Does anyone really believe it will do what they say it will?
Like diversity training, Title IX training is currently very fashionable on college campuses. Harvard just made it mandatory for all undergrad students. Many schools insist on some kind of bias and sexual assault training for its students, under the assumption that students who receive such instruction will be less likely to commit acts of sexual assault and bias.
Such intentions, which to be sure are well-meaning, at the same time seem woefully naive. In truth, it is incredibly unlikely that a few Powerpoint-centric lecture sessions—even when they’re accompanied by those interminable “small-group discussions”—will have any effect at all on someone’s propensity to commit discrimination or sexual assault. Such behaviors, which are generally deeply ingrained (and often, in the latter case, indicative of some sort of psychopathic pathology), cannot be undone by an afternoon of corporate politically correct drivel. Think of the average bigot or rapist. Do you think that person’s mind will be changed by a nondiscrimination worksheet from their university’s diversity office?
If Title IX training doesn’t work—and it almost certainly doesn’t—how do we fight against things like rape and unfair sex-based discrimination? Prosecuting such things to the fullest extent of the law when we discover them is one way. Happily, the terrible problem of sexual assault has actually been declining in recent years: Since the mid-1990s, the rate of sexual assault in this country has dropped precipitously, likely due to a variety of factors (none of them, it’s almost certain, having to do with Title IX). Whatever the solution, a campus workshop is very likely not among them.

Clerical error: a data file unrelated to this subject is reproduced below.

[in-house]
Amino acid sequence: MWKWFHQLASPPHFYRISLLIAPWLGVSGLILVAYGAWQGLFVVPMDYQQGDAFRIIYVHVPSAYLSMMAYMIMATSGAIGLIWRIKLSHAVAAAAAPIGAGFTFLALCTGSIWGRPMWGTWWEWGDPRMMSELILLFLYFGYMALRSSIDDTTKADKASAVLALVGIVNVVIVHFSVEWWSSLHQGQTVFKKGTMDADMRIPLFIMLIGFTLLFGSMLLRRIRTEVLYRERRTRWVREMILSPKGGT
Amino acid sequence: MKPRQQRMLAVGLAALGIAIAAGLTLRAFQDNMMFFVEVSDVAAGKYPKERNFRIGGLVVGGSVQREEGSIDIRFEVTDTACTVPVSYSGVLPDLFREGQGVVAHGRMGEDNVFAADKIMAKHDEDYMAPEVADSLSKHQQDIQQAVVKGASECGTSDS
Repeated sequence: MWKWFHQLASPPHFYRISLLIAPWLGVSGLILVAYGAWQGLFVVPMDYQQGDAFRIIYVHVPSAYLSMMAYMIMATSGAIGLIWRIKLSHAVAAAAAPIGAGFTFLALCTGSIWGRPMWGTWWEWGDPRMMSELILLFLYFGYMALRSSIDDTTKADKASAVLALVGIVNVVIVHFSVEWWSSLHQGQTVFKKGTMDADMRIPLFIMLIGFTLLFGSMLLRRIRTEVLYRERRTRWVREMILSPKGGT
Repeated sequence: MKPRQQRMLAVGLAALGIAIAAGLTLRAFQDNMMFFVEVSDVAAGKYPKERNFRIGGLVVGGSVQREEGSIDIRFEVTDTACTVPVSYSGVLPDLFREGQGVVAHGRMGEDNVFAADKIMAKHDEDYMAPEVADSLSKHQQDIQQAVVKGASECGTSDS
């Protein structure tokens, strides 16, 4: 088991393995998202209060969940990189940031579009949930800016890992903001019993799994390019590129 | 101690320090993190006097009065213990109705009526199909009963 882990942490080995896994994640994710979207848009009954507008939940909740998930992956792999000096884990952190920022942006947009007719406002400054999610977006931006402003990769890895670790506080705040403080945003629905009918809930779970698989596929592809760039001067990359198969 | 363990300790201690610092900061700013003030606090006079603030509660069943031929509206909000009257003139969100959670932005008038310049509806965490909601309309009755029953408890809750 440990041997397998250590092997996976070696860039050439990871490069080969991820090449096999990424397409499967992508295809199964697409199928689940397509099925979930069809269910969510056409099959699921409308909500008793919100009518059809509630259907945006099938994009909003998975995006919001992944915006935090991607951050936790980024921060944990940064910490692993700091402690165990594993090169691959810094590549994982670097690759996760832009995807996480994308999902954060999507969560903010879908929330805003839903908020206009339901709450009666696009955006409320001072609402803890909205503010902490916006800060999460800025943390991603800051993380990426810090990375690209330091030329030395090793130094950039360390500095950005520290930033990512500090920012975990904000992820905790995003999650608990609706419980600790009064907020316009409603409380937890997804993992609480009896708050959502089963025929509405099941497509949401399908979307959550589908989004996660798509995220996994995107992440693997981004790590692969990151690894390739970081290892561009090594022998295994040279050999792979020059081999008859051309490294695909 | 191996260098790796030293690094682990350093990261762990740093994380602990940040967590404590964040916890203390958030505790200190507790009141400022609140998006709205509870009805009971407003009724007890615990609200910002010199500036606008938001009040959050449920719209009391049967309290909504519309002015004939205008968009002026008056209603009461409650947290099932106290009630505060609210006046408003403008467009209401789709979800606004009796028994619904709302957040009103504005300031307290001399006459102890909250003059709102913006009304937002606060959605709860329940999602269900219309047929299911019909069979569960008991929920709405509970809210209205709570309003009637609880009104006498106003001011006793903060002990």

This type of training is, as written above, well-intentioned. But it is also almost certainly a waste of time. Colleges should avoid the expense and hassle of things that do not work; other than political grandstanding, there is little reason to subject anyone to useless training of this type.
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